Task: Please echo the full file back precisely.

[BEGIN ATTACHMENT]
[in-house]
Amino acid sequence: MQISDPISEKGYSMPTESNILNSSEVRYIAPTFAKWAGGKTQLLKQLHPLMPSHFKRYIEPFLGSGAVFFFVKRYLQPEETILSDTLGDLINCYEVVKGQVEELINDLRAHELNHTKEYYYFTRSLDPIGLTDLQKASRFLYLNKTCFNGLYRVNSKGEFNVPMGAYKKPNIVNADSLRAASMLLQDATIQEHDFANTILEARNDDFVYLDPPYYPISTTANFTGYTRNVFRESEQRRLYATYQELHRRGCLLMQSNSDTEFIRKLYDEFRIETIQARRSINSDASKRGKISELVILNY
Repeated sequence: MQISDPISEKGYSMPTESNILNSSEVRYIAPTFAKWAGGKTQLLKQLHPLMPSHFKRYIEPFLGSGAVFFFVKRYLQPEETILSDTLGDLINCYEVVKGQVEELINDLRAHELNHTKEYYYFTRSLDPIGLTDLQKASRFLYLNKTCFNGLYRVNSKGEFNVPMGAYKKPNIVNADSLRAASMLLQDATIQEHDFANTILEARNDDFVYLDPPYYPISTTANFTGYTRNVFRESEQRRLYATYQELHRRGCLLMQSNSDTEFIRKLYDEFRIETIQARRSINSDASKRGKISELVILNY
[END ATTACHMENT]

[in-house]
Amino acid sequence: MQISDPISEKGYSMPTESNILNSSEVRYIAPTFAKWAGGKTQLLKQLHPLMPSHFKRYIEPFLGSGAVFFFVKRYLQPEETILSDTLGDLINCYEVVKGQVEELINDLRAHELNHTKEYYYFTRSLDPIGLTDLQKASRFLYLNKTCFNGLYRVNSKGEFNVPMGAYKKPNIVNADSLRAASMLLQDATIQEHDFANTILEARNDDFVYLDPPYYPISTTANFTGYTRNVFRESEQRRLYATYQELHRRGCLLMQSNSDTEFIRKLYDEFRIETIQARRSINSDASKRGKISELVILNY
Repeated sequence: MQISDPISEKGYSMPTESNILNSSEVRYIAPTFAKWAGGKTQLLKQLHPLMPSHFKRYIEPFLGSGAVFFFVKRYLQPEETILSDTLGDLINCYEVVKGQVEELINDLRAHELNHTKEYYYFTRSLDPIGLTDLQKASRFLYLNKTCFNGLYRVNSKGEFNVPMGAYKKPNIVNADSLRAASMLLQDATIQEHDFANTILEARNDDFVYLDPPYYPISTTANFTGYTRNVFRESEQRRLYATYQELHRRGCLLMQSNSDTEFIRKLYDEFRIETIQARRSINSDASKRGKISELVILNY